Peek through any of the large viewing windows in Nairobi Field Station at Busch Gardens Tampa Bay and what do you see? A wobbly legged baby antelope. A newly hatched bird. A newborn chimpanzee. Even a downy ostrich. The menagerie is always changing. Cries range from bleats to squawks.
|Baboon mother and baby|
|Photo © Barb & Ron Kroll|
Resembling a 19th-century African hospital, with its wood façade and ceiling fans, Nairobi Field Station is not your standard nursery. The interior, however, is completely up-to-date with heated floors and pens equipped with oxygen. Autoclaves sterilize baby bottles that range from two-litre-sized to some no bigger than eyedroppers. Computerized isolettes (adapted human incubators) help maintain constant body temperatures in infants.
The nursery is located in Tampa Bay's Busch Gardens. There are more than 2,000 animals here, representing more than 200 different species. Every year, more than 300 babies are born or hatched.
"Our goal is to have the mothers raise their own young," says Stacy Spurlock, one of seven animal care specialists, who work here with four full-time veterinarians. "We only bring them into the Field Station if they're sick or if the weather is too cold. We also take care of geriatric animals that need medication."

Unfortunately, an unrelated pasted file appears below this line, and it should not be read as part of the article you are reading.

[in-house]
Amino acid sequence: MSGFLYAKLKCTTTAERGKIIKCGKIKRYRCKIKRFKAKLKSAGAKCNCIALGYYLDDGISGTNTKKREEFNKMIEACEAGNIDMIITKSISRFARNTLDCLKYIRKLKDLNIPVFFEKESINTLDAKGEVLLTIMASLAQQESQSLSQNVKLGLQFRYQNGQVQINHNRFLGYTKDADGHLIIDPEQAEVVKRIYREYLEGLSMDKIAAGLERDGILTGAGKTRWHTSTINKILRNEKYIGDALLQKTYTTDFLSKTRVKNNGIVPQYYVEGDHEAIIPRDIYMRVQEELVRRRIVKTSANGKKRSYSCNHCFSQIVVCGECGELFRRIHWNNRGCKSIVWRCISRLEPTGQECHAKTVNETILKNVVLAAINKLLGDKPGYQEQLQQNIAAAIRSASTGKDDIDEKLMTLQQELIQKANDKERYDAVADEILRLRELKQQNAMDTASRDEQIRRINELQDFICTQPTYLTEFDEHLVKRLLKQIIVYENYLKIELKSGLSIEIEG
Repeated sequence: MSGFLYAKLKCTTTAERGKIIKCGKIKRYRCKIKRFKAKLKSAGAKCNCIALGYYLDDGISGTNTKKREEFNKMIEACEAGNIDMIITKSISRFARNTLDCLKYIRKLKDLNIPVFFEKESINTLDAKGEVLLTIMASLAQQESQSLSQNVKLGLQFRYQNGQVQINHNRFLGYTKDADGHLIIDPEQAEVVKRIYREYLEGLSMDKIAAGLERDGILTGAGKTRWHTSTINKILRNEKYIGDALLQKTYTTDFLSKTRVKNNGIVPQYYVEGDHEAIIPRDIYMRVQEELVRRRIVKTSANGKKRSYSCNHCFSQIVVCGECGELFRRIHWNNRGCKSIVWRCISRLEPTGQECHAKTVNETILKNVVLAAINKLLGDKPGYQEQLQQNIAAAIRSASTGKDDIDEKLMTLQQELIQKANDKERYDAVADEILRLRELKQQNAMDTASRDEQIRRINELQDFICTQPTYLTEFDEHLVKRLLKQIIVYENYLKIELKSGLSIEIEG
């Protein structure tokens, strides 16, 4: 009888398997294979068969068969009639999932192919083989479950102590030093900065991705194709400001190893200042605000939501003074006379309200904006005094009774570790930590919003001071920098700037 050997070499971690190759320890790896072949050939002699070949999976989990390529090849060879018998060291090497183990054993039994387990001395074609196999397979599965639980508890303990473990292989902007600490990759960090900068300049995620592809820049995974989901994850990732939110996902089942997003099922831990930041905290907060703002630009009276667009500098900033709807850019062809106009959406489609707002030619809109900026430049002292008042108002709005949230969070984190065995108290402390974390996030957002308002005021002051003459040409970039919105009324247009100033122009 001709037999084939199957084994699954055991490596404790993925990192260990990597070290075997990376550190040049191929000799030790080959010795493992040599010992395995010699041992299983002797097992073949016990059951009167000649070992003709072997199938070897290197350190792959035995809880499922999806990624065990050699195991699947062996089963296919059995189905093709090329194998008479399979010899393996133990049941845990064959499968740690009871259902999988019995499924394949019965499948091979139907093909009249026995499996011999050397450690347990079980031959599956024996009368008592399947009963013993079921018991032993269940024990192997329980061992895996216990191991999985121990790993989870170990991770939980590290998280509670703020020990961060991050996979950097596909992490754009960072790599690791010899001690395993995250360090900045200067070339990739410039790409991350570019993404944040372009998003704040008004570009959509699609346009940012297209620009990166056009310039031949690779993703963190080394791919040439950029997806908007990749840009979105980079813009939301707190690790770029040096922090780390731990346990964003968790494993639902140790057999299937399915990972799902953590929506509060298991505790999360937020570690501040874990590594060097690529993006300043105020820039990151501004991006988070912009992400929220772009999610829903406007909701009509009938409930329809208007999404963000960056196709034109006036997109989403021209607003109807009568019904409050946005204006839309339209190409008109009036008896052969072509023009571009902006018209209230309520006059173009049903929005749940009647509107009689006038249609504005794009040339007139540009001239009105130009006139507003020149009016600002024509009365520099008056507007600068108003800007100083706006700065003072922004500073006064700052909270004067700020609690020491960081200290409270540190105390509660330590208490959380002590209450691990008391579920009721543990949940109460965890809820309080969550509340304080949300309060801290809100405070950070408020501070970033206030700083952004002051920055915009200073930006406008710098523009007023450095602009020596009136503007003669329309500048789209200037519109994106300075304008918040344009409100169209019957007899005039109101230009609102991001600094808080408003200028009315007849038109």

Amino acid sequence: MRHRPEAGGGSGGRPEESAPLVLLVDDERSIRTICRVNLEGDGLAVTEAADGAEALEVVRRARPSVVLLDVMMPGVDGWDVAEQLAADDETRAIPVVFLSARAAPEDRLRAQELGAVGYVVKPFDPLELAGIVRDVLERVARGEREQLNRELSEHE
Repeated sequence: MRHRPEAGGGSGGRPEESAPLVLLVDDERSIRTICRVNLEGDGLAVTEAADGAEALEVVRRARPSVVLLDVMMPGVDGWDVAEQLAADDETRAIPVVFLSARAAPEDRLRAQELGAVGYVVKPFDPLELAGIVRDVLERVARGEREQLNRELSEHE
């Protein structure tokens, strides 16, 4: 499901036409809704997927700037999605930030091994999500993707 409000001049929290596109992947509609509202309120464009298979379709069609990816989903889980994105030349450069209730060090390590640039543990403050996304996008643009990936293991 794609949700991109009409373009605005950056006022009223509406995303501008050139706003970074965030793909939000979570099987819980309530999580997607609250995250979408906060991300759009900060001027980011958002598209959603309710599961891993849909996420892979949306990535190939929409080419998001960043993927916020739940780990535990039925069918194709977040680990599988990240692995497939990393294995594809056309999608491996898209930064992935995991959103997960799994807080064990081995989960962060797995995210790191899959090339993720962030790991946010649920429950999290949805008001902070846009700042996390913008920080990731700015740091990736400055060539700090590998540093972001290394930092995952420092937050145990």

|Photo © Barb & Ron Kroll|
The 20 to 30 animals at the Field Station include educational animals in outside pens, such as parrots, a llama, a two-toed sloth and common marmosets. The most popular are the hand-reared flamingoes, which staff bring on a sidewalk parade daily.
Behind the scenes tours
Sometimes, staff need to teach animals maternal skills. "We showed a pregnant gorilla how to hold a baby, using a stuffed animal, because there were no other gorillas to teach her mothering behaviors," says Stacy. "Her baby was delivered by C-section by our veterinarian, assisted by a local surgeon. We fed the baby for 10 days, near the mother, so we could reintroduce it after the mother recovered."
Staff are on call 24 hours a day, seven days a week, 365 days a year. "We just spent two weeks bottle-feeding a baby addax antelope four times a day. It's really a rewarding job to work with endangered species such as this one, so it can be reintroduced to carry on its genes and survival of its species."
Visitors, of all ages, who want close-up views and explanations of what's happening inside Nairobi Field Station, can join behind-the-scenes tours.
Busch Gardens Tampa Bay: www.buschgardens.com
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